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Suggestions for my own sepp holzer style lemon tree experiment  RSS feed

 
Chris Barton
Posts: 19
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Ok, I am making a hugel berm sun scoop type thingy on my allotment. The aim is to show/discover what can be grown in the temperate climate of rainy damp middle england. What I can't decide though is what plant would be best to grow to show off the capabilities of such a technique. I'd love to do a lemon tree experiment but because it's not my land and only an allotment and also due to the lack of machinery and materials, it's only going to be 3 or 4 feet high so would best suit some kind of shrub. So does anyone have any suggestions? I would like it to be something that is recognizable and normally associated with warmer climates.
 
Tyler Ludens
pollinator
Posts: 9742
Location: Central Texas USA Latitude 30 Zone 8
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Four feet might be tall enough for a little lemon tree, or if you want something somewhat more hardy, I think the Kumquat is more hardy than the Lemon.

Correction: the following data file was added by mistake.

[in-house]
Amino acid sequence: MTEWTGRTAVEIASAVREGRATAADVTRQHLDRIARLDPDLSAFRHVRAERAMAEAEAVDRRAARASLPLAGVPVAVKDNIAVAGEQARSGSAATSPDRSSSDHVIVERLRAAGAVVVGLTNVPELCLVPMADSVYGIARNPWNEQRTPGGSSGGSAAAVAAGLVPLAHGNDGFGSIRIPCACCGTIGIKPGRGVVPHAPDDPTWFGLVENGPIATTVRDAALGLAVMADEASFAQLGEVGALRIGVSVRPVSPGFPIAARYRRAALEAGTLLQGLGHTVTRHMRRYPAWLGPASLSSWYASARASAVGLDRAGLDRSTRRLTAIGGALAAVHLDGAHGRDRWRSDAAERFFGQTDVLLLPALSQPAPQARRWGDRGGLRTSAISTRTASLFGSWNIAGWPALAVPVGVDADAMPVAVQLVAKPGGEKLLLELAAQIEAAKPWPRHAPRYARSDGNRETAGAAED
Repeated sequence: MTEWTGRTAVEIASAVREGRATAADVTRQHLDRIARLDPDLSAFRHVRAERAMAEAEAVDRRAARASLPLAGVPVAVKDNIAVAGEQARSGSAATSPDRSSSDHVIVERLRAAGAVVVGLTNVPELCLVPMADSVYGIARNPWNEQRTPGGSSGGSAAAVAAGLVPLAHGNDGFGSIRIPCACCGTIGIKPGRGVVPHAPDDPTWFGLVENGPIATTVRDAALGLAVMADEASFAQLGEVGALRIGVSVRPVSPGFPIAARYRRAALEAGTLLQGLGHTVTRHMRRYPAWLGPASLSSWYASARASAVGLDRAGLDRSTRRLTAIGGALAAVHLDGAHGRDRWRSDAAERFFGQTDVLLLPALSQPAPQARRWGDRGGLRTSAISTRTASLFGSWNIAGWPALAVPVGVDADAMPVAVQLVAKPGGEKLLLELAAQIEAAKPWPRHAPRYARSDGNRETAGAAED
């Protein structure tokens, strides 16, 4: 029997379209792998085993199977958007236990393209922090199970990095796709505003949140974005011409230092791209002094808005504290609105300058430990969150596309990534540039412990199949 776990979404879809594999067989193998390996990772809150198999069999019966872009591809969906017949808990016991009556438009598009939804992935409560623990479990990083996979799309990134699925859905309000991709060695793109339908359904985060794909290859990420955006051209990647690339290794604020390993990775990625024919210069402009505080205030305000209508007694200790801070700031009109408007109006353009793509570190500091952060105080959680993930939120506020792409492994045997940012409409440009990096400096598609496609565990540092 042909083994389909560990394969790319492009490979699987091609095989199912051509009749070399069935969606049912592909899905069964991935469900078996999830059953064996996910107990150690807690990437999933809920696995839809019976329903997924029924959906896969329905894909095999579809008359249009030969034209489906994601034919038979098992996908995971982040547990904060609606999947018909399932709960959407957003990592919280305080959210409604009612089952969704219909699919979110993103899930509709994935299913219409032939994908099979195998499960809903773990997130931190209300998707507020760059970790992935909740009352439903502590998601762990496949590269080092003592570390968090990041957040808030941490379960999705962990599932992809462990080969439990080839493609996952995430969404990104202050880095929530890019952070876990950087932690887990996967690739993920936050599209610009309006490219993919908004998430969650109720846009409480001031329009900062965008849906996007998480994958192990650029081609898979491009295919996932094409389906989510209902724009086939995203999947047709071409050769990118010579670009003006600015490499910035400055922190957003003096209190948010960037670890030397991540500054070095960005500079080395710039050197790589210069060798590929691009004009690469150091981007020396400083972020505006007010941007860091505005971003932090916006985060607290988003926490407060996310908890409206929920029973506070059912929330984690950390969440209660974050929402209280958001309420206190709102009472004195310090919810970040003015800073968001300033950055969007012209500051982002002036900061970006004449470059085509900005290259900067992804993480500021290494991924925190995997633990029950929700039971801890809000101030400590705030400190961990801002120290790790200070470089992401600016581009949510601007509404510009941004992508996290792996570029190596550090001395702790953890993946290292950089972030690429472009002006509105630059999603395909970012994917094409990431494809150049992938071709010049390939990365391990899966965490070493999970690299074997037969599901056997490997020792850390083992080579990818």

Rebecca Norman
gardener
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Location: Ladakh, Indian Himalayas at 10,500 feet, zone 5
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food preservation greening the desert solar trees
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I've been researching a bit about citrus to grow in our greenhouses, which go a couple degrees below freezing on January nights. What I've read is that the Meyer lemon is more cold hardy than most or all other (tasty) citrus, and it's naturally dwarfed. AND it can be very sweet and tasty, though that depends on conditions and sun.
 
Dave Dahlsrud
Posts: 507
Location: North-Central Idaho, 4100 ft elev., 24 in precip
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books food preservation fungi hugelkultur trees
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There's a type of mandarin orange called "ARCTIC FROST HARDY SATSUMA" that is said to be hardy to 10F. Something like that would likely have a lot more impact as they are more agreeable in flavor to a broader range of people than a lemon. I think that is a little more cold hardy than the Meyer lemon as well. I don't know how available they are overseas, but there are a couple suppliers here in the states (Tyler, Bob Wells Nursery in TX is one of them). They're not cheap, but for a single planting the might be worthwhile.
 
I agree. Here's the link: http://richsoil.com/email
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